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What is Hypoglycemia, and How do I Avoid It?

What is Hypoglycemia, and How do I Avoid It?

July 05, 2021

Most people with diabetes are aware of the dangers of high blood sugar. In fact, most diabetes interventions are meant to lower our blood sugar. Although high blood glucose gets the most attention, “hypoglycemia” or low blood sugar can be just as dangerous. While high blood sugar causes health complications over time, low blood sugar can cause acute issues, such as seizures, fainting, or even death. Recognizing the signs and symptoms in ourselves and others can save lives.

What are the Warning Signs?

The first signs of hypoglycemia will feel like fatigue, tiredness, shaking, or dizziness. Some people compare the feeling to an out-of-body experience, where they recognize they are unwell but can’t make effective judgments about how to fix it. Some may sense that they don’t feel well but try to fix the feeling by lying down or resting, leaving their blood sugar dangerously low. Many people report feeling hunger when their blood sugar drops, as their body gives a natural cue to try and raise blood glucose levels. Headache and nausea may also be present.

Additionally, people may experience heightened emotions when their blood sugar has fallen. This can include sudden sadness or depression, excitement, or even anger. A person with extremely low blood sugar may even try to argue with the people trying to help raise their glucose to normal levels. Confusion is extremely common when blood glucose has dropped significantly, and people experiencing the drop may appear drunk. They may have difficulty speaking, moving, and become clumsy or disoriented.

What Do I Do When Glucose Drops Too Low?

When a person’s blood glucose has dropped to unsafe levels, raising their blood sugar is an immediate priority. Juice, sugary snacks, and candy are frequently recommended for boosting blood glucose. These can be effective in first aid situations but may be slow to take effect, as the body must digest them before absorbing the glucose. People with diabetes may want to prepare more specialized remedies to keep on hand in the home, car, or office.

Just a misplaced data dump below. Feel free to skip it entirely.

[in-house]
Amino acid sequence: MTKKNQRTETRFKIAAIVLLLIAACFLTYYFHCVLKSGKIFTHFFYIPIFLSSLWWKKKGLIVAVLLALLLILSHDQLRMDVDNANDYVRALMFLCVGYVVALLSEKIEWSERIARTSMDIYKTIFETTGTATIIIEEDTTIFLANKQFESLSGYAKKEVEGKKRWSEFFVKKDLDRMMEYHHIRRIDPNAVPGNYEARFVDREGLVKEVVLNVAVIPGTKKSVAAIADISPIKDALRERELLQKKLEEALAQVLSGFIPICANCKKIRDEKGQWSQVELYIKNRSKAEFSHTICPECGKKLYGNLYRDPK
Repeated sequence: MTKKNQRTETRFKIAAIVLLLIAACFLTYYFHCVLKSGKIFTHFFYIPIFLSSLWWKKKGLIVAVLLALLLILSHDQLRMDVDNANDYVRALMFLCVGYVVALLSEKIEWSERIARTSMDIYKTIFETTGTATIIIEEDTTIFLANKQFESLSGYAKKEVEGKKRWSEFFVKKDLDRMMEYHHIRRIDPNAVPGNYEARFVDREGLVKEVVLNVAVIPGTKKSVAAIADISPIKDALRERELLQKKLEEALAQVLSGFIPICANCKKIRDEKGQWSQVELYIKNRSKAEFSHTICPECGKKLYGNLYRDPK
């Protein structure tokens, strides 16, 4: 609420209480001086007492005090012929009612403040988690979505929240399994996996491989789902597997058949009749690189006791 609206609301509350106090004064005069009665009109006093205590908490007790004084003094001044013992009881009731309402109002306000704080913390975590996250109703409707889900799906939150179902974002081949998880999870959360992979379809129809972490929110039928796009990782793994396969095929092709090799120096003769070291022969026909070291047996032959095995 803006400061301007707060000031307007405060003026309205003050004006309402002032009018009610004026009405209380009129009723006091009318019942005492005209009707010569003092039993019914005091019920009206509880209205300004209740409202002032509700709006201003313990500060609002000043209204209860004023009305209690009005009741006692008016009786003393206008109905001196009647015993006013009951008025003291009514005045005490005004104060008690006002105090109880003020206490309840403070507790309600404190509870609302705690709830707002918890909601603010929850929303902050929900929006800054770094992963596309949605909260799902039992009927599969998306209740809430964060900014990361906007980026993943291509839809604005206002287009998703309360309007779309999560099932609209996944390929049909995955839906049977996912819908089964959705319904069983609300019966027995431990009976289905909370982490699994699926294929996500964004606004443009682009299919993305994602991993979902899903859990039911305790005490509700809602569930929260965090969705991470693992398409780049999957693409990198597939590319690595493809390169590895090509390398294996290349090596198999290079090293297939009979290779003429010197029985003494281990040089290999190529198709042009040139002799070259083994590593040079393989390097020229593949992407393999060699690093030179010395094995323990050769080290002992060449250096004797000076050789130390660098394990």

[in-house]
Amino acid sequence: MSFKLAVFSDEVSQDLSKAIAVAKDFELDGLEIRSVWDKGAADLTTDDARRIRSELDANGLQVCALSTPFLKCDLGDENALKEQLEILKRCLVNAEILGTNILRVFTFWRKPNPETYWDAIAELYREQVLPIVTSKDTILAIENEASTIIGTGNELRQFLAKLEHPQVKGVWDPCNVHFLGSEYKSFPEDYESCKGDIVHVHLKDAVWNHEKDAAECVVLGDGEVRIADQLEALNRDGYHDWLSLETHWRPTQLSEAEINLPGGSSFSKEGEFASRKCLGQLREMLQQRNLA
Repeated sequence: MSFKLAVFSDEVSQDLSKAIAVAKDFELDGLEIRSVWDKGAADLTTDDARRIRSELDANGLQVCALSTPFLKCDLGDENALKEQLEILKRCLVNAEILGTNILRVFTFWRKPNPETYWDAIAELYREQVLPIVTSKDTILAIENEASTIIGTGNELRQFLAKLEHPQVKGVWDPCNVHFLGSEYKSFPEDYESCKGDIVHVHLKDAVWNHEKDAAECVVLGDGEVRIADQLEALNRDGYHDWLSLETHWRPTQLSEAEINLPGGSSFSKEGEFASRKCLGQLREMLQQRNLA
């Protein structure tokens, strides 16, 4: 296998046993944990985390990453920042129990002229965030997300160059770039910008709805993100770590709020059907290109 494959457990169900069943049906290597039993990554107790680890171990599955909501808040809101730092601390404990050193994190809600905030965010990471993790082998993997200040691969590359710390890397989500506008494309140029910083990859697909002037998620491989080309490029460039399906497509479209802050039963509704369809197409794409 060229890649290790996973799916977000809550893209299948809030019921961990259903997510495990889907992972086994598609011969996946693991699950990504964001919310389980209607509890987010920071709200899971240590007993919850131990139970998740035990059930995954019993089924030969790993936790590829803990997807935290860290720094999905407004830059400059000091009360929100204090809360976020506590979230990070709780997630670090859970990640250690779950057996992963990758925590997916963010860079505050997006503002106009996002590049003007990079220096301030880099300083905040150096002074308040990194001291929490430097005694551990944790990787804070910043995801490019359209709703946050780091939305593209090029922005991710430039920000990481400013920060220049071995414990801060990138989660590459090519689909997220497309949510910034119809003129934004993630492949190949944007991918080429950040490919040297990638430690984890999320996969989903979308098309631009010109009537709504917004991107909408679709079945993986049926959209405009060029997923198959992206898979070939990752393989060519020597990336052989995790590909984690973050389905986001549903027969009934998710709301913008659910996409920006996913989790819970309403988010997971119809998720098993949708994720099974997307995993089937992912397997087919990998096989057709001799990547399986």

Glucose tablets are made of the simple sugar your body needs. Unlike candy, the body can absorb glucose directly without the body breaking it down first. Additionally, because glucose tablets come in measured doses, they offer better control over your blood sugar. Candy and juice can sometimes lead to a yo-yo effect, where blood sugar goes low, then high, then low again when patients try to fix the high. Glucose tablets make administering appropriate doses of glucose simple. A measured dose can be administered, then glucose levels checked before administering more. A doctor can guide specific practices for each patient, but the 15/15 rule is a standard you can use. Take 15 grams of glucose, wait 15 minutes before checking glucose levels. Repeat until blood glucose is back to normal.

Some people may receive a glucagon injection kit. Glucagon is a hormone that forces the body to release stored glucose into the blood. It is used in diabetic emergencies to quickly raise blood sugar. Generally, a bystander such as a friend or family member will inject the medicine into a person who cannot eat or drink because they are disoriented, unconscious, or seizing. Training friends and loved ones to perform a glucagon injection is an important step if hypoglycemic attacks are a potential issue. Explain how to do it and practice, but don’t be afraid to have fun with it! Coworkers, family members, and kids love training to help in an emergency, and the information may be helpful in the future.

How Can I Prevent Hypoglycemia?

Regular monitoring of your blood sugar is key. Keeping snacks and supplies with you, particularly during strenuous activity, will help you stay on top of falling blood sugar the second you feel symptoms. Checking your blood sugar before starting a workout will help you evaluate whether you’re at risk for a hypoglycemic episode. Blood sugar at or below 100 mg/dL means exercise may cause your blood sugar to drop too low. If your glucose is above 100 mg/dL and below 250 mg/dL, you’re likely safe to exercise. If your blood sugar is above 250 mg/dL, you may be at risk for ketoacidosis and should not exercise. The key is to ensure your glucose levels are in the sweet spot about 15-30 minutes before you start exercising.

Investing in a CGM or Continuous Glucose Monitor can help you monitor your blood sugar without constant finger sticking. Because a CGM will alert whenever blood sugar rises too high or low, you can avoid hypoglycemia before symptoms start. They are a great option for active people, though large amounts of sweat or water can affect their reliability. Skin Grip makes waterproof adhesive patches for the Dexcom G6 and the Freestyle Libre sensor for exactly this reason, so you can get out and get sweaty without worrying about your blood sugar.



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